In 1853, George Crum worked at Moon’s Lake House near Saratoga Springs. He was a chef and wanted to fulfill his customers’ orders without any flaws. One day, a loyal customer ordered a batch of fried potatoes but did not enjoy their thickness. So he sent them back to the kitchen to be remade—but thinner.
His request was taken seriously, and the cook fulfilled his second order. Unfortunately, the second batch was not to the customer’s standards. This happened one or two times, each batch not being thin enough for the customer’s liking.
Tired of the complaints, George took a potato and sliced it as thin as he possibly could, knowing that this had to be the order that the customer would like to eat. George fried and salted the potato slices, trying his hardest to make them as delicious as possible.
He brought them out to the customer and hoped that this batch would be satisfactory. The customer loved them, and this new food was named the potato chip.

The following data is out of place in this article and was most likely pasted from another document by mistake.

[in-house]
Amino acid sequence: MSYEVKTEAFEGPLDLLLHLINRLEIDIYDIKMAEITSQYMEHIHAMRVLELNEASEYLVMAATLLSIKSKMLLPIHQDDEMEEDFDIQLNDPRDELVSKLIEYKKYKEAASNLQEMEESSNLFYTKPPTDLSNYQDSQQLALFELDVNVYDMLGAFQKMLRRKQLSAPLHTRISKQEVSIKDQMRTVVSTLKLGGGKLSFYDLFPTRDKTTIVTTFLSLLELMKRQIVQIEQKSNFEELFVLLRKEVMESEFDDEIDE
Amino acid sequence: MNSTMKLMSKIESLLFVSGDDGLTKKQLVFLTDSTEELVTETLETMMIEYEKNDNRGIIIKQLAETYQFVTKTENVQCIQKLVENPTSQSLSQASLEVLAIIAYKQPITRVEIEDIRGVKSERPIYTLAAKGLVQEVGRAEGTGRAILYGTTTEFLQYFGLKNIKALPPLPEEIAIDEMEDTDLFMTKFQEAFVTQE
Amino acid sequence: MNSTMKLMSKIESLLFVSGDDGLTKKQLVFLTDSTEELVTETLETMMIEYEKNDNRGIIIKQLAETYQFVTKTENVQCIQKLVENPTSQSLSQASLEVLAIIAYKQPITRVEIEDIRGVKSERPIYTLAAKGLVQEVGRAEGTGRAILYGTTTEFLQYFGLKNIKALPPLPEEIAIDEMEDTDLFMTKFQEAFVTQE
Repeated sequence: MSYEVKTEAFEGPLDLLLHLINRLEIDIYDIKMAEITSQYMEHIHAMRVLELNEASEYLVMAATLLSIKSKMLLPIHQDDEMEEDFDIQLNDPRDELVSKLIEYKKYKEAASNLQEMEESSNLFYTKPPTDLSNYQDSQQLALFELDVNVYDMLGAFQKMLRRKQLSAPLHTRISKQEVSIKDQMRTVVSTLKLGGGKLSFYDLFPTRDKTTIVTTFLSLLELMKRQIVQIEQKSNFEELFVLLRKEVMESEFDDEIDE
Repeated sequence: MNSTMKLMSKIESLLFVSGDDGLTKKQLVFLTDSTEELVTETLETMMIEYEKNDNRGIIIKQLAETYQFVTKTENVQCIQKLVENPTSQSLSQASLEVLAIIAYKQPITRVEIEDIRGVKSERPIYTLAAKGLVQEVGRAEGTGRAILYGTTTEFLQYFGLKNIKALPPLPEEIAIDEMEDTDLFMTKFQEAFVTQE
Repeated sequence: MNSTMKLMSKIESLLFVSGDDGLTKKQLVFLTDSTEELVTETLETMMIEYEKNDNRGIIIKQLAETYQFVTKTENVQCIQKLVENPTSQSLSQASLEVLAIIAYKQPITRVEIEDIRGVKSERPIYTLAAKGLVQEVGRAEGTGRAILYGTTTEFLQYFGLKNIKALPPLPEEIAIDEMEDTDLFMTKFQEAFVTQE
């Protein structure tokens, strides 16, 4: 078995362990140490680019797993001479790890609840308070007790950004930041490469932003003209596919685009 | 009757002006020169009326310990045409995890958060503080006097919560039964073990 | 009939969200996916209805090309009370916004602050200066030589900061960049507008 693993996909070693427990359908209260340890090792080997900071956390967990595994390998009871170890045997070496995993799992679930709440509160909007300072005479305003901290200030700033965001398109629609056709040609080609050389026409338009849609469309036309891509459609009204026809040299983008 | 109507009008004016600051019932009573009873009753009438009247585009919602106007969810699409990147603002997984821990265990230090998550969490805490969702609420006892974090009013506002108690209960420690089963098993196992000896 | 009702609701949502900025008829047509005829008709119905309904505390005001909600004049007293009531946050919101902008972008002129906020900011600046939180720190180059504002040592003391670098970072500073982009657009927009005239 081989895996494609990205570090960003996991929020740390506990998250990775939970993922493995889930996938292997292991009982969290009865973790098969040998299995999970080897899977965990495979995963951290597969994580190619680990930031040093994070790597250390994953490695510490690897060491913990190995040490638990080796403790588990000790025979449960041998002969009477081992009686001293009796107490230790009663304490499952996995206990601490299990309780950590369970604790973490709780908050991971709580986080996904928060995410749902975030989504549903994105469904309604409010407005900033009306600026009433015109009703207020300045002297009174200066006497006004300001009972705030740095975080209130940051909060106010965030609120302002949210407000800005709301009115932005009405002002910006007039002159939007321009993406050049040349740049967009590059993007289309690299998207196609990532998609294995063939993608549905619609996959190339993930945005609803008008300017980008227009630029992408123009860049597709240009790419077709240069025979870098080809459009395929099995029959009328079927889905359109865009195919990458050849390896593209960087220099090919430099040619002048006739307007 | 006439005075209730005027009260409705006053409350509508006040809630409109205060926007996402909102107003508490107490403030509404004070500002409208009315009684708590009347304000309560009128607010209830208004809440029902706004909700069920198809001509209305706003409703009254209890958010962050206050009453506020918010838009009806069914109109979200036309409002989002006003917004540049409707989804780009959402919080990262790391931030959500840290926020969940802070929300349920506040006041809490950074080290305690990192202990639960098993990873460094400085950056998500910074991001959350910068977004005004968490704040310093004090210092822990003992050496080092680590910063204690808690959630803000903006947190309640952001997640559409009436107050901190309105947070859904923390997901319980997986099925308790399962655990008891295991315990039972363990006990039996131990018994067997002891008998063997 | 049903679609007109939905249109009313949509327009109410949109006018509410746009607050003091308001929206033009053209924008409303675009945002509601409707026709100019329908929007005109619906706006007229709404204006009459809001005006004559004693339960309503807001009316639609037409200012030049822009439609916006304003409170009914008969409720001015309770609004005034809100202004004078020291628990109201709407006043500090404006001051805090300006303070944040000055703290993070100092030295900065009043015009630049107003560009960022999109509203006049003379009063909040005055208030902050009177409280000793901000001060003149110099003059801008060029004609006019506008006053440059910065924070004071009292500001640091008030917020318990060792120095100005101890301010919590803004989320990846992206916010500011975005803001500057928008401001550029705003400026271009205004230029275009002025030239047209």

In the 19th century, William and John Kellogg invented corn flakes. These two brothers worked at Battle Creek Sanitarium, where vegetarianism and knowing how to be healthy were very important. One day, the Kelloggs were looking for a substitute for bread. First, they boiled wheat. Unfortunately they boiled the wheat too long. When they rolled it out, it fell into many flakes. Lastly, they baked it—and poof! Out came the bread flakes! Many people thought that this was delicious, but the Kelloggs knew that they could make it better. The brothers substituted corn for wheat, and corn flakes were born.